5.3. Setting the Terminal Type When You Log In
If you always work at the same terminal or use the same terminal emulator, there's no problem with setting the terminal type explicitly in your shell setup file (Section 3.3) -- like .login or .profile. Just set the TERM environment variable (Section 35.3):
setenv TERM vt100 ...csh, tcsh TERM=vt100; export TERM ...sh, ksh, zsh export TERM=vt100 ...pdksh, bash, zsh
In fact, on a hardwired terminal, your terminal type may already have been set in a system file like /etc/ttys or /etc/ttytype (Section 3.15). But if, like many Unix users, you might log in from time to time at different terminals, from home, or on different systems over a network, you may need some more intelligent method for setting the terminal type. To find out, try logging in at each place and starting a screen-oriented program like vi. Do various operations: scrolling up, inserting text that wraps onto another line, deleting lines. If the screen scrambles or the cursor gets "out of sync," your terminal type may need to be set.
It's possible to set up various tests (Section 3.10) in your shell setup files to do this. But you can also do a surprising amount of terminal type testing with tset, even though it was nominally designed for initializing the terminal:
export TERM=`tset - -Q options` ...newer shells TERM=`tset - -Q options`; export TERM ...all shells
(Given the - option, tset prints the value determined for the terminal type to standard output (Section 43.1). Otherwise, it initializes the terminal (Section 5.3), but keeps the terminal type to itself. The -Q (quiet) option causes tset to suppress printing a message it normally prints regarding the values set for the erase and kill characters -- a job it does in its alternate role as terminal initializer. The backquotes (Section 28.14) surrounding the tset command interpolate its output into the command line.)
In the C shell, you should use the eval (Section 27.8) command to capture the output of tset; this will also allow you to set the TERMCAP variable (Section 35.5). (You must also issue the command set noglob.) To simplify the rest of this article, we'll show examples for the C shell; if you don't use a C-type shell, please translate to Bourne-shell syntax (as shown earlier).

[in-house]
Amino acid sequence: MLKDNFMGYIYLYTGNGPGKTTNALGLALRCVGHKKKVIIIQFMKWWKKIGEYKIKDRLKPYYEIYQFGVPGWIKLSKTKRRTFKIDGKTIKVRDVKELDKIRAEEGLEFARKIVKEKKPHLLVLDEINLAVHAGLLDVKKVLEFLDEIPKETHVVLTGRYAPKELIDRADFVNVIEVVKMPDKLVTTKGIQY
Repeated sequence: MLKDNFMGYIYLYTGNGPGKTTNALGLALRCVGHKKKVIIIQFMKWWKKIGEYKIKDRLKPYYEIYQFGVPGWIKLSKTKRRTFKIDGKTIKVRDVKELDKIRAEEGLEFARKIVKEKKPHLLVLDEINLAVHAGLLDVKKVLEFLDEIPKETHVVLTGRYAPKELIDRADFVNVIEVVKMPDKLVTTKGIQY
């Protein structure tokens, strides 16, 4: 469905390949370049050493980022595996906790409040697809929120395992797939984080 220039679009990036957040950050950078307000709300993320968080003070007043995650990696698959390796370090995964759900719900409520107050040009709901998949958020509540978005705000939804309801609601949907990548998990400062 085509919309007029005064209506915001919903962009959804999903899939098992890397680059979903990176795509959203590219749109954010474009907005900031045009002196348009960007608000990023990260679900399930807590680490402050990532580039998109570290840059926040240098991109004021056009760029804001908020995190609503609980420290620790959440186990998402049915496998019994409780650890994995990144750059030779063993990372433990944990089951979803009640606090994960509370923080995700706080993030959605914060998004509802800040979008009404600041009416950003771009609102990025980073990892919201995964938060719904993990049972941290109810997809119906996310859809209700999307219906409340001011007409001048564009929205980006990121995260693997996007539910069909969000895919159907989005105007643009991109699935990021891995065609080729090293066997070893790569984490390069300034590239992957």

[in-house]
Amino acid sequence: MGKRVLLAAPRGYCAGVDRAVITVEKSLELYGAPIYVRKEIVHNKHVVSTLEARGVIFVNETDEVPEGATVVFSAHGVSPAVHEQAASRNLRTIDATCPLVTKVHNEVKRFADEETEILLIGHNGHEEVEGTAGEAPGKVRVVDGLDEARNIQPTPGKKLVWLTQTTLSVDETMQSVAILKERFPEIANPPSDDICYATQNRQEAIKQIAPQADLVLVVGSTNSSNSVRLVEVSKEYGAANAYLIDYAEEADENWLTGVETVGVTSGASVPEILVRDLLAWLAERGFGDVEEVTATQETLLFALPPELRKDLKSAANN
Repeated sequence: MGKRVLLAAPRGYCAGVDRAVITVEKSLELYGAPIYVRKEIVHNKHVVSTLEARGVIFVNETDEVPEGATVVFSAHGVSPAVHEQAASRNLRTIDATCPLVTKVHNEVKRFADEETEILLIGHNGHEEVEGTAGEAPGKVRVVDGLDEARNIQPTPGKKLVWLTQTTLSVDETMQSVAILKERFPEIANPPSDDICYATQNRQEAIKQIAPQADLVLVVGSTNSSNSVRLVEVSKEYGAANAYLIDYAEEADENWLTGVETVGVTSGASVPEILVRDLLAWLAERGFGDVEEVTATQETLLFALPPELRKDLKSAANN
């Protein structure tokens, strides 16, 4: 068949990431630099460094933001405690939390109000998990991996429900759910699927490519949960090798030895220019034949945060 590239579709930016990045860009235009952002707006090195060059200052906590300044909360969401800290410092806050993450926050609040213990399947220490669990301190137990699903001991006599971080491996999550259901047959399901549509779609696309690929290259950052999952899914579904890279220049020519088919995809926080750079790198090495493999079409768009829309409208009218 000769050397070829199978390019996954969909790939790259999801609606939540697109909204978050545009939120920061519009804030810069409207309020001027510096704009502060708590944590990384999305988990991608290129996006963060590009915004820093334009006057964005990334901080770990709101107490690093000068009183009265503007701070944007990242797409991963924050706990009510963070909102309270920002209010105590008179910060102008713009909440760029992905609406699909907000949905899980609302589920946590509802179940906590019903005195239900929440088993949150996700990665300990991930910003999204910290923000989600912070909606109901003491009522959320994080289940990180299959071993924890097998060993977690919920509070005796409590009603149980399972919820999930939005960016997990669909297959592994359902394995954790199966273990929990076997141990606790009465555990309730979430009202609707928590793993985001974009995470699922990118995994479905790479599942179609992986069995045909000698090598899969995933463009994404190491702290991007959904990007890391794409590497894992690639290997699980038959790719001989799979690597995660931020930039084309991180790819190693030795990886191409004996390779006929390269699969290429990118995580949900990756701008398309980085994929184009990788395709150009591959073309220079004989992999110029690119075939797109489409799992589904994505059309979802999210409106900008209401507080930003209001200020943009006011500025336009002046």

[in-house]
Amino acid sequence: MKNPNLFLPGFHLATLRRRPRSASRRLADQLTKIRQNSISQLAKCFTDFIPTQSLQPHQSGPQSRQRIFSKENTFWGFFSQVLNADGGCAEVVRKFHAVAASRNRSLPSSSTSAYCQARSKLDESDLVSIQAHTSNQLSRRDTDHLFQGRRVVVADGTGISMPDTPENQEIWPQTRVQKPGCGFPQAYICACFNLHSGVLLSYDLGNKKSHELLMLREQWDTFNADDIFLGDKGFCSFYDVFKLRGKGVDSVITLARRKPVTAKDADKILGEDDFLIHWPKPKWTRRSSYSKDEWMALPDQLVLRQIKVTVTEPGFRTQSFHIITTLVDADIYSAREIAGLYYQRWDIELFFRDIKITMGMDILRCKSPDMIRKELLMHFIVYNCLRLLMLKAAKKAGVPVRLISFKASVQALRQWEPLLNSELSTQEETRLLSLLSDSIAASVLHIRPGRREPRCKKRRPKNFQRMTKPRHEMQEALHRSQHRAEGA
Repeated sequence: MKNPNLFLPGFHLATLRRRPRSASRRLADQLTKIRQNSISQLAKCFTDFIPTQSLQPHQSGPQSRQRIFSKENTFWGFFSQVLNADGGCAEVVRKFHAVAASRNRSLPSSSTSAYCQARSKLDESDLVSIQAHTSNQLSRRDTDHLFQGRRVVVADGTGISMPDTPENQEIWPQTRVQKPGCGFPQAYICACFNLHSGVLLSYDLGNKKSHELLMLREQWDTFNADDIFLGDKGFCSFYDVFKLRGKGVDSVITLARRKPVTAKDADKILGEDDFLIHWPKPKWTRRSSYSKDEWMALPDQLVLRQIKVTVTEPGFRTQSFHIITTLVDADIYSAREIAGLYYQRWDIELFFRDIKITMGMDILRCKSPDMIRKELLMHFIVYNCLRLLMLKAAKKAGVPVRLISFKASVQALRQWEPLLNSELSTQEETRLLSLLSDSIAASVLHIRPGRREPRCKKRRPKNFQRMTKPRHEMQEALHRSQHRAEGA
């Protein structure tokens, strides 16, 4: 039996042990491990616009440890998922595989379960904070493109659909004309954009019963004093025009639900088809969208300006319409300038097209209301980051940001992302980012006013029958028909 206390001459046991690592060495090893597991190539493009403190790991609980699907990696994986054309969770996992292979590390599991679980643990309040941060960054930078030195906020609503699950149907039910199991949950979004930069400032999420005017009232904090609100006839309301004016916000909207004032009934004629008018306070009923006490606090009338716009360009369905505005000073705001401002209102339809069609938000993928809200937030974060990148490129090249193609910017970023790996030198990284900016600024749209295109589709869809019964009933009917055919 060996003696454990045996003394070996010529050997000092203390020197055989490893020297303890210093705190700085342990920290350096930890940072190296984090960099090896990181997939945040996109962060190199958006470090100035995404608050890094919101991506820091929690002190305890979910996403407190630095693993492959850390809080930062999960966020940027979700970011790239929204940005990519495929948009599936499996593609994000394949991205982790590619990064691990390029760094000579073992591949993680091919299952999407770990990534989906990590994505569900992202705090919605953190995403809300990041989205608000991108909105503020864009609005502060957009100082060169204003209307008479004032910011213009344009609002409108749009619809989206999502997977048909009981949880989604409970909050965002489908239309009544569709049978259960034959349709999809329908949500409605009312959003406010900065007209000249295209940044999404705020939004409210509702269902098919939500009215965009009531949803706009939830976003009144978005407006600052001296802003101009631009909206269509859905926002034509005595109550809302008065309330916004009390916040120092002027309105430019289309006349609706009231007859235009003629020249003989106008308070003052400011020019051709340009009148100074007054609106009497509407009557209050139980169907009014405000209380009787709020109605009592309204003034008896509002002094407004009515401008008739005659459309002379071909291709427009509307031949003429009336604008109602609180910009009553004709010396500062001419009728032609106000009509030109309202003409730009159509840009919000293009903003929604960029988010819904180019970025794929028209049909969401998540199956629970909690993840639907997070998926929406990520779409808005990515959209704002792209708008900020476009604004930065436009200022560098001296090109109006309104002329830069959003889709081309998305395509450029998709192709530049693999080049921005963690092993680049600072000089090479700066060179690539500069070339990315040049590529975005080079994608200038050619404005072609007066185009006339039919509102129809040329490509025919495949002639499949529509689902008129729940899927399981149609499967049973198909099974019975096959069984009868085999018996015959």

To see what tset can do, consider a case where the terminal's serial line is connected to a dialup modem, through which several different users might be connected, each using a different type of terminal. Accordingly, the default terminal type in /etc/ttytype or /etc/ttys should be set to dialup. The tset command could then be used in the .login file as follows, with the appropriate terminal type set for each user:
set noglob eval `tset -s -Q -m 'dialup:vt100'`
This means that if ttytype says dialup, use vt100 as the terminal type. A colon separates the ttytype value and the value to which it is to be mapped. If a user wants to be prompted to be sure, place a question mark after the colon and before the mapped terminal type:
set noglob eval `tset -s -Q -m 'dialup:?vt100'`
The prompt will look like this:
TERM = (vt100)
If the user presses RETURN, the preferred terminal type will be used. Alternately, another terminal type could be entered at that time.
You can cause tset to prompt for a terminal type even without testing a generic entry like dialup. Just specify the desired terminal type, preceded by a question mark, after the -m option. For example:
set noglob eval `tset -s -Q -m '?vt100'`
It is also possible to specify different terminal types for different line speeds. For example, say that you normally used a Wyse-50 with a 9600-bps modem when dialing in from home, but used a portable PC with a VT100 terminal emulator and 2400-bps modem on the road. You might then use a tset command like this:
set noglob eval `tset -s -Q -m 'dialup@2400:vt100' wy50`
Assuming that the type is set in /etc/ttys or /etc/ttytype as dialup, tset will use the type vt100 if at 2400 bps and, if not, will use the type wy50. See the tset(1) manual page for more choices. Watch out for the line-speed switches. They don't work on a lot of networked systems -- usually, the line speed at the computer's port is higher than the speed at the terminal. The same problem occurs with dialup modems that use data compression. The stty command will tell you what data rate the system believes you're using.
Multiple -m options can be specified; the first map to be satisfied will be used. If no match is found, a final value specified on the line without a -m option (as in the previous example) will be used. If no value is specified, the type in /etc/ttytype or /etc/ttys will be used.
--TOR and SJC
Copyright © 2003 O'Reilly & Associates. All rights reserved.